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the Complete Review
the complete review - music/pop culture



The Manual

by

Jimmy Cauty and Bill Drummond


general information | our review | links | about the authors

To purchase The Manual



Title: The Manual
Author: Jimmy Cauty and Bill Drummond
Genre: Manual
Written: 1988
Length: 157 pages
Availability: The Manual - US
The Manual - UK
The Manual - Canada
Das Handbuch - Deutschland
  • How to Have a Number One the Easy Way
  • The new (1998) ellipsis edition also contains:
    • An Introduction (Planning an Accident) by Jon Savage
    • An Afterword (In Praise of Council Homes) by Bill Drummond (which can also be found in his memoir, 45 (see our review))
  • The book comes with a money-back guarantee: a full refund of the purchase price if, after following the instructions in the book exactly, you do not achieve a number one hit on the UK charts within three months.
  • The Timelord's own number one hit, available at Amazon.com, Doctorin' the Tardis
  • Classic sounds from the KLF, available at Amazon.com, The White Room

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Our Assessment:

B+ : a classic of modern pop culture

See our review for fuller assessment.




The complete review's Review:

       Authors Jimmy Cauty and Bill Drummond, in one of their many incarnations, The Timelords, famously conquered the British pop singles charts with their tune, "Doctorin' the Tardis" (check it out at Amazon.com). A clever though banal song it had all the ingredients for a hit -- because that is exactly what it was cooked up to be. The Manual is a guide to how you too can top the charts, and it comes complete with a money back guarantee: if you follow their instructions to the letter and don't have a number one hit within three months, they'll refund you the purchase price. (In his 1998 afterword Drummond says that no one ever put in a claim -- though he also admits that, as far as he knew, no one got a number one hit using the manual either.)
       A product of a specific era -- Thatcherite Great Britain, ca. 1988 -- The Manual is a fascinating document of those times. Acknowledging the primacy of vacuous pop and the longing for a touch of fame, Cauty and Drummond show how they did it -- and how anyone can. They are upfront in what readers will get:

Other than achieving a Number One hit single we offer you nothing. There will be no endless wealth. Fame will flicker and fade and sex will still be a problem.
       They are realists, but they know that the dream lives on, beating in many a heart in a council home bedroom. Their advice is straightforward and simple as they go through the creating of a hit single step by step. They draw up a simple schedule and lead you step by step through it. They provide tips on booking a studio, getting a bank account (and getting friendly with the bank manager), as well as working with recording, publicity, and sales people, and lawyers and accountants. It is all very sensible and good advice.
       The essentials of the song creating process are also described. Development begins with the groove, continues with the chorus ("the bit ... that you can't but help sing along with"), the title, the bass line, and then the intro, plus a few odds and ends to tie up later.
       Cauty and Drummond lead the reader through the actual recording process, describing the highs and lows that will be experienced, and then the final steps that need to be taken to reach number one.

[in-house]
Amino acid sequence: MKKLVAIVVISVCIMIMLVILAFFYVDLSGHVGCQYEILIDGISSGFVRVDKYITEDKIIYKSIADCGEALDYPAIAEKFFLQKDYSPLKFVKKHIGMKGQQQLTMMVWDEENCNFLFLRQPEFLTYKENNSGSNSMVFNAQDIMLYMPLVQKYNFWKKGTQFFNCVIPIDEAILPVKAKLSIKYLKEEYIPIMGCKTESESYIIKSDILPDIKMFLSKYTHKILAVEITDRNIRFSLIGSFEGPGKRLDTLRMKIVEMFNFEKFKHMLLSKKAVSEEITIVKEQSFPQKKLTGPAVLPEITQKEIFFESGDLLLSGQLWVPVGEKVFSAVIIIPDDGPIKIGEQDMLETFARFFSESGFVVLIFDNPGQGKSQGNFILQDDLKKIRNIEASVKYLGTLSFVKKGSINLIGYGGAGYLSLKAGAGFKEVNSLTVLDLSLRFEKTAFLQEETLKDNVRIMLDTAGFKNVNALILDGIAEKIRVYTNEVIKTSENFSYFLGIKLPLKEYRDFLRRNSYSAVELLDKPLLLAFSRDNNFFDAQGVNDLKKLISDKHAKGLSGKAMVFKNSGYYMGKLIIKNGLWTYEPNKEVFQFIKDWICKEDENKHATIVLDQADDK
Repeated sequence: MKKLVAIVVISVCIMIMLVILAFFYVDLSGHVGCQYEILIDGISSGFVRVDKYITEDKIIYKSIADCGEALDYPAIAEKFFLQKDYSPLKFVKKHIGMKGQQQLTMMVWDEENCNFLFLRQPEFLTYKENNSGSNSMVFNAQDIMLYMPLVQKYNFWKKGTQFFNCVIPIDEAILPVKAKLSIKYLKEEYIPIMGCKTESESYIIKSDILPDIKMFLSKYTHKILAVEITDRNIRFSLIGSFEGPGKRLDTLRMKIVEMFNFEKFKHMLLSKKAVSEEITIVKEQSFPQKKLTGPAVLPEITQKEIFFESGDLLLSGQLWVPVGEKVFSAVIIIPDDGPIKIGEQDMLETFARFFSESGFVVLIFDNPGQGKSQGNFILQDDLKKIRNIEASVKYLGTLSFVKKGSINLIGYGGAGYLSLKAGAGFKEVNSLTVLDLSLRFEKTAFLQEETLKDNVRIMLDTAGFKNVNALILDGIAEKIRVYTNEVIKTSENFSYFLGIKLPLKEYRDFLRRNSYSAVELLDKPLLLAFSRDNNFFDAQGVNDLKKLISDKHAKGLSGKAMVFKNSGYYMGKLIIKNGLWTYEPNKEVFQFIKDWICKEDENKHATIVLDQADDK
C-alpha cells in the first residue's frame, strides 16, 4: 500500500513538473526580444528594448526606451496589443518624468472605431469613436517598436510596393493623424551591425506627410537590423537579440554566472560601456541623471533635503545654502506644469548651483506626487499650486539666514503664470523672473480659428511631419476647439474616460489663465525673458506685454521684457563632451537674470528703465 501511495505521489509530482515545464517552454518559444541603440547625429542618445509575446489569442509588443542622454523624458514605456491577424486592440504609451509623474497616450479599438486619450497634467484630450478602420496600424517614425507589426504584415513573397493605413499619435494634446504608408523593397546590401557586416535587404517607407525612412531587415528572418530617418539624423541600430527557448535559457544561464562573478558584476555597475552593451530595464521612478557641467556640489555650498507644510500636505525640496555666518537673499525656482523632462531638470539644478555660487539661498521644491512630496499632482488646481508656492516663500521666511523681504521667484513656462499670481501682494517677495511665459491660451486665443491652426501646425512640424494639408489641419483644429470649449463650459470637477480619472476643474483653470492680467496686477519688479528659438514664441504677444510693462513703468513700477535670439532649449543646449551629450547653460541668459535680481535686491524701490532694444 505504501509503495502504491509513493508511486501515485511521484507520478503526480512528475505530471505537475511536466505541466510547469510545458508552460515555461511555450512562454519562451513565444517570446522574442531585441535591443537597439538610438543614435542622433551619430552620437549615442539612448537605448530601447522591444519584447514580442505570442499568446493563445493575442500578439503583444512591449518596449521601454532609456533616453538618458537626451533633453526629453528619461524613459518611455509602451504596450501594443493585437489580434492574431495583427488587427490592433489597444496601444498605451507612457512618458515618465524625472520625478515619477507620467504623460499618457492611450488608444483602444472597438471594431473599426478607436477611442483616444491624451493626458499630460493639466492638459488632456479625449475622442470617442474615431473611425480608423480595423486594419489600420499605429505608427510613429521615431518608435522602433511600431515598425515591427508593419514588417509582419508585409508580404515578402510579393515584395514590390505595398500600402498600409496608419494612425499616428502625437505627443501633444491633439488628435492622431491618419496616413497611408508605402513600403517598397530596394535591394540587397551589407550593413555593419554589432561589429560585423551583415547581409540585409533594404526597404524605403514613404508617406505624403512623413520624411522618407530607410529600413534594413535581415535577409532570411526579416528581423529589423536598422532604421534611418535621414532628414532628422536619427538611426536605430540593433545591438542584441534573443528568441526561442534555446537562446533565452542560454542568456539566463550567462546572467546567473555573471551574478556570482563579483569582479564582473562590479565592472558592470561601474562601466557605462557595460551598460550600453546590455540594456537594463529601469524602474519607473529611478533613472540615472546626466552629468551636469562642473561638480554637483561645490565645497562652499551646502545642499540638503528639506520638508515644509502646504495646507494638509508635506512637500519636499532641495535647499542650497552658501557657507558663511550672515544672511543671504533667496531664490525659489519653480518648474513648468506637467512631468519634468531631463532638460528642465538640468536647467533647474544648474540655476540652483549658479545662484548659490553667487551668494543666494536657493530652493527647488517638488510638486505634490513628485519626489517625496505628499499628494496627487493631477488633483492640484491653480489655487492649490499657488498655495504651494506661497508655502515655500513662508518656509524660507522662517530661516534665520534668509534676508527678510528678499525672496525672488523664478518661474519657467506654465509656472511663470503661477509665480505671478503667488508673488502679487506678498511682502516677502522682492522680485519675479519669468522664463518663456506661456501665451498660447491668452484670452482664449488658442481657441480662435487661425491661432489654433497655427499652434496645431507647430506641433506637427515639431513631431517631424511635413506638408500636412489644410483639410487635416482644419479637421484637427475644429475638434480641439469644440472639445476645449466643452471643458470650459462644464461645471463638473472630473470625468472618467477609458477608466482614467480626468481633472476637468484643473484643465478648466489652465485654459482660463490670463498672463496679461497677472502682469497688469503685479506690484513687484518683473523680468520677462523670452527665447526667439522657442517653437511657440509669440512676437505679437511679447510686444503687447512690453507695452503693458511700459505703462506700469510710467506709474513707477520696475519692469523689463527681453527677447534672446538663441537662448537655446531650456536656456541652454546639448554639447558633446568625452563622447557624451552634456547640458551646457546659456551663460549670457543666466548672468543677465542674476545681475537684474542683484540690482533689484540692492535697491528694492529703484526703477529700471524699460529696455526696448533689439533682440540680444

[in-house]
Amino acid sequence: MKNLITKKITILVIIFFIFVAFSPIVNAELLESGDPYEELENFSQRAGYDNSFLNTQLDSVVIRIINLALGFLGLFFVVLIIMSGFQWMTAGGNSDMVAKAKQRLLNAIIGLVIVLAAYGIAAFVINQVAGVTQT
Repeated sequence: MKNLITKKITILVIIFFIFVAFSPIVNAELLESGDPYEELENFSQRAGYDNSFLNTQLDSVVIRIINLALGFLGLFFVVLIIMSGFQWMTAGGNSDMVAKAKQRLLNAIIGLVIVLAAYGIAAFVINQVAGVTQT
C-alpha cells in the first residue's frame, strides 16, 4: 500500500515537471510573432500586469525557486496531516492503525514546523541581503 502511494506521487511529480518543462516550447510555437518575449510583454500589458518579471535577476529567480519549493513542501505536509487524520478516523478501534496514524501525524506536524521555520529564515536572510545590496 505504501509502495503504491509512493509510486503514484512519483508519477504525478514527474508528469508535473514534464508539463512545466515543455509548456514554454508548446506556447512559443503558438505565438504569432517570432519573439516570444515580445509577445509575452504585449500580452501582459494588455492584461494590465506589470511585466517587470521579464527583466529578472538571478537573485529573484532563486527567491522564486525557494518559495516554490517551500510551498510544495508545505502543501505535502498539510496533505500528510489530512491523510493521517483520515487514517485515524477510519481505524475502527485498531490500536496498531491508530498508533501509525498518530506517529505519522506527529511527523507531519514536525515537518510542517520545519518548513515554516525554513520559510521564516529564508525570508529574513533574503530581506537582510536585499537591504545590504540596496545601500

Is it realistic ? Can it be done ? Possibly -- or even probably, though it takes some nerve. But the value of the book lies in its being a perfect reflection of the pop world. Cauty and Drummond were too clever by half to get away with all they tried with their own hit -- it topped the charts, but it didn't stay there. They tried to say and do too much with it and even the omnivorous pop-world doesn't take to being undermined from within.
       The Manual lays bare the pop world, at least that of the late eighties in Britain, a culture that apparently defies attack. The book presents an interesting picture of that world, from within -- what it takes to make it, in one small area (singles being very different from albums, etc.). Bill Drummond's excellent afterword, written ten years after the book was originally published, also offers a fine reassessment of what he and Cauty were trying to do with the book.
       Entertainingly written, there is, however, much that might not be of interest to those not intent on making their own single: Cauty and Drummond spell out a lot of the details of the recording process. Still, the book is worthwhile reading for anyone interested in pop culture or Thatcherite England, a significant document of the times. Not great literature, but insightful and interesting. Recommended.

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Links:

Reviews: Bill Drummond:
  • Interview, with useful overview of his career.
  • Penkiln Burn site, with information about various Drummond projects and books.
KLF (The Timelords): K Foundation: Music by The Timelords and The KLF, at Amazon.com: Other books under review that might be of interest

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About the Authors:

       Jimmy Cauty and Bill Drummond are the minds and voices behind The KLF, The Justified and Ancients of MuMu, and The Timelords. As The Timelords they had a number one hit with Doctorin' the Tardis. As The KLF and The JAMs they have been sued by ABBA, tried to recruit Whitney Houston to sing with them, and convinced Tammy Wynette to do so (on the brilliant "Justified and Ancient"). As trustees of the K Foundation they have burned a million quid. Clearly people one can learn from.

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© 1999-2008 the complete review

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